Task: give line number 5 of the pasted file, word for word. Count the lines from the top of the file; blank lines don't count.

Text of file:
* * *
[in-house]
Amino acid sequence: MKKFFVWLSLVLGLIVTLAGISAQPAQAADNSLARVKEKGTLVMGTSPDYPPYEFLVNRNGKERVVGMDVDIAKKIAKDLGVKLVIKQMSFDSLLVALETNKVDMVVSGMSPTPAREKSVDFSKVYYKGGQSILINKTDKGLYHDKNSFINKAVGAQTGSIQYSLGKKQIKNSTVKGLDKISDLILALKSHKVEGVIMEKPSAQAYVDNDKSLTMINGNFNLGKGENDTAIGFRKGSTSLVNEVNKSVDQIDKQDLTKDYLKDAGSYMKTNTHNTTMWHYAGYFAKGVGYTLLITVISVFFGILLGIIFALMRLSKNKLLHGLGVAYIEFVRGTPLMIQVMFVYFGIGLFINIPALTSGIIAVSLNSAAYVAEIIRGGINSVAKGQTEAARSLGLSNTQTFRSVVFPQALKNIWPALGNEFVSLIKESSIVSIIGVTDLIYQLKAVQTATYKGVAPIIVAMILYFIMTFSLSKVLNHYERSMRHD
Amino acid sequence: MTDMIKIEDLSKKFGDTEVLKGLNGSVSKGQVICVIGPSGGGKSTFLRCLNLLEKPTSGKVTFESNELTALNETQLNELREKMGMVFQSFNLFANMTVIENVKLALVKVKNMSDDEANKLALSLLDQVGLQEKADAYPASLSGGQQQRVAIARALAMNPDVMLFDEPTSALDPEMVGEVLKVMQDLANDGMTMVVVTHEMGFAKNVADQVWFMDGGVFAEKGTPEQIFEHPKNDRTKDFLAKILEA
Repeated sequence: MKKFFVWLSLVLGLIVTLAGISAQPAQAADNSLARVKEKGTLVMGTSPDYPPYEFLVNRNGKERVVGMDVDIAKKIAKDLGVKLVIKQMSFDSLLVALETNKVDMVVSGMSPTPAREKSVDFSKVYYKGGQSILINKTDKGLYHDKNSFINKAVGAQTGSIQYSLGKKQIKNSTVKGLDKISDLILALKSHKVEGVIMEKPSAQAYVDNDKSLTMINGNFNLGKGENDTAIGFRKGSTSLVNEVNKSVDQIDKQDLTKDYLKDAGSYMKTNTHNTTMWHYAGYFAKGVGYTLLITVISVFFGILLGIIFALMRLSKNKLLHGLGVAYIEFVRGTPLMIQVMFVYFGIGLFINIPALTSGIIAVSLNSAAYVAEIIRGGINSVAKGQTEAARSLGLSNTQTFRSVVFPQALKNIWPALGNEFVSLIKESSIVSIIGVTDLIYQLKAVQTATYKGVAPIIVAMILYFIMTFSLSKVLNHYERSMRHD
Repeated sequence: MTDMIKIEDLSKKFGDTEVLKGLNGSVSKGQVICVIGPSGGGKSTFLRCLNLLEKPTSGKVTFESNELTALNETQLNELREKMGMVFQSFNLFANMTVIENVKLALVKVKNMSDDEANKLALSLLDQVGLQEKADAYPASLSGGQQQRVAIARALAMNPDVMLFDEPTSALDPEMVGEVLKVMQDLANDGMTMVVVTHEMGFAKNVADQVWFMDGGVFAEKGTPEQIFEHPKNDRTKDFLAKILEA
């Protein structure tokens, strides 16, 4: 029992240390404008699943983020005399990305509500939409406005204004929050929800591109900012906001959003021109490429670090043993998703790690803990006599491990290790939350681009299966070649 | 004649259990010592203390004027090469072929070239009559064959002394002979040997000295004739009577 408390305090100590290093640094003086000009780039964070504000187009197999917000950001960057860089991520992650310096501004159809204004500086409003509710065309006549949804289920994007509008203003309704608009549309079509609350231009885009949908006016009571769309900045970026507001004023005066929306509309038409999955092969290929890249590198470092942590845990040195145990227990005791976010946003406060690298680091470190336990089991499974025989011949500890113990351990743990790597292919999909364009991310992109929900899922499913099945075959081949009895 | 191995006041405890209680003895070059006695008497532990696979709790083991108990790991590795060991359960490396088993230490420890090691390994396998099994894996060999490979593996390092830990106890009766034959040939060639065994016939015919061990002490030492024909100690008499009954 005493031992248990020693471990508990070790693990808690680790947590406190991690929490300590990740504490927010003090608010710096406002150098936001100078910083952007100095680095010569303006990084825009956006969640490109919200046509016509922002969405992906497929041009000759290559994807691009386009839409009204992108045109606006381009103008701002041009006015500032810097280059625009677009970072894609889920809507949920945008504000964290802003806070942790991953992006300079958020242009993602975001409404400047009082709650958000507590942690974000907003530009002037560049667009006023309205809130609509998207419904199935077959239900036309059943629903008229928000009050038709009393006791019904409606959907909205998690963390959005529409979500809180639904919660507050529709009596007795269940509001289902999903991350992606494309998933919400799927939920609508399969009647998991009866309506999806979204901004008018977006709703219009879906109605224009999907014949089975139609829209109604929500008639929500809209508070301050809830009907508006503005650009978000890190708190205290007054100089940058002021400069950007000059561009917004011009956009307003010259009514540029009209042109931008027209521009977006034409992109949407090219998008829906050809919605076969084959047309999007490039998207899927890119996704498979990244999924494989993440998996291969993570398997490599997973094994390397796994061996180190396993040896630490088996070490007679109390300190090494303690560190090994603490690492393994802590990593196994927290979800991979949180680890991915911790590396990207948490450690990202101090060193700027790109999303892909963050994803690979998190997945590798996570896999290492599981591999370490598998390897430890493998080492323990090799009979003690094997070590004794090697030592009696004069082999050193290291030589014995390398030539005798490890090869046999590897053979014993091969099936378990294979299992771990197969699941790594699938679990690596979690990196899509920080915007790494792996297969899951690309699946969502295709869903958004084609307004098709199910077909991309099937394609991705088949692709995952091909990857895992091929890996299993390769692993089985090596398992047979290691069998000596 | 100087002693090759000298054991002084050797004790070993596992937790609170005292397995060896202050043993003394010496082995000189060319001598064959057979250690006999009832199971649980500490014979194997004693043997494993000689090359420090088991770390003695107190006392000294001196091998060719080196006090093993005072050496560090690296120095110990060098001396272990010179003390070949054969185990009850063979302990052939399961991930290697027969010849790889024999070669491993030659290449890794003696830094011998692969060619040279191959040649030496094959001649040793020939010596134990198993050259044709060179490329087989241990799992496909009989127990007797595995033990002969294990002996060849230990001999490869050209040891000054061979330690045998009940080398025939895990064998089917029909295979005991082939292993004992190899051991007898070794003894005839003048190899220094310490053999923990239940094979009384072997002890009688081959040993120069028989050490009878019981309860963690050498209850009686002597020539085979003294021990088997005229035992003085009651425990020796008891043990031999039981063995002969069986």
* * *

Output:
Repeated sequence: MTDMIKIEDLSKKFGDTEVLKGLNGSVSKGQVICVIGPSGGGKSTFLRCLNLLEKPTSGKVTFESNELTALNETQLNELREKMGMVFQSFNLFANMTVIENVKLALVKVKNMSDDEANKLALSLLDQVGLQEKADAYPASLSGGQQQRVAIARALAMNPDVMLFDEPTSALDPEMVGEVLKVMQDLANDGMTMVVVTHEMGFAKNVADQVWFMDGGVFAEKGTPEQIFEHPKNDRTKDFLAKILEA